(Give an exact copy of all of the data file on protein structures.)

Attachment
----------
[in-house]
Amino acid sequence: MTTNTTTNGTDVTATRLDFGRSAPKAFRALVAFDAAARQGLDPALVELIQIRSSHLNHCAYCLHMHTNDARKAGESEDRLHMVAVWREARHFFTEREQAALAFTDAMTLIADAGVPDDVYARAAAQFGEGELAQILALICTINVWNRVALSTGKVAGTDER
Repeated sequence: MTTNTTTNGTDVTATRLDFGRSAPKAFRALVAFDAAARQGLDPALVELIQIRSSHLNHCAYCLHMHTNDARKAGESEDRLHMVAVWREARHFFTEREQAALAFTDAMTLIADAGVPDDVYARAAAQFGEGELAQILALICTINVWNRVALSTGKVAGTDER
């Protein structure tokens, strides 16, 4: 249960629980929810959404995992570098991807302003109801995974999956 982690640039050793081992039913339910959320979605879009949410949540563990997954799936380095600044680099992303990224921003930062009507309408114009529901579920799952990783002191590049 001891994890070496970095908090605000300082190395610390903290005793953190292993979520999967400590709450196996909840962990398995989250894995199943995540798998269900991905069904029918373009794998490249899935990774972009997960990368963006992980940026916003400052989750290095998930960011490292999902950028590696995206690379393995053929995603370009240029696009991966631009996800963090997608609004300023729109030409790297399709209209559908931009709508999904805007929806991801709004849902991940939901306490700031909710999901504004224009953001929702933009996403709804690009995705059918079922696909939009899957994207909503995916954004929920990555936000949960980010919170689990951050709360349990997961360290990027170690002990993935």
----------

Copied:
[in-house]
Amino acid sequence: MTTNTTTNGTDVTATRLDFGRSAPKAFRALVAFDAAARQGLDPALVELIQIRSSHLNHCAYCLHMHTNDARKAGESEDRLHMVAVWREARHFFTEREQAALAFTDAMTLIADAGVPDDVYARAAAQFGEGELAQILALICTINVWNRVALSTGKVAGTDER
Repeated sequence: MTTNTTTNGTDVTATRLDFGRSAPKAFRALVAFDAAARQGLDPALVELIQIRSSHLNHCAYCLHMHTNDARKAGESEDRLHMVAVWREARHFFTEREQAALAFTDAMTLIADAGVPDDVYARAAAQFGEGELAQILALICTINVWNRVALSTGKVAGTDER
């Protein structure tokens, strides 16, 4: 249960629980929810959404995992570098991807302003109801995974999956 982690640039050793081992039913339910959320979605879009949410949540563990997954799936380095600044680099992303990224921003930062009507309408114009529901579920799952990783002191590049 001891994890070496970095908090605000300082190395610390903290005793953190292993979520999967400590709450196996909840962990398995989250894995199943995540798998269900991905069904029918373009794998490249899935990774972009997960990368963006992980940026916003400052989750290095998930960011490292999902950028590696995206690379393995053929995603370009240029696009991966631009996800963090997608609004300023729109030409790297399709209209559908931009709508999904805007929806991801709004849902991940939901306490700031909710999901504004224009953001929702933009996403709804690009995705059918079922696909939009899957994207909503995916954004929920990555936000949960980010919170689990951050709360349990997961360290990027170690002990993935």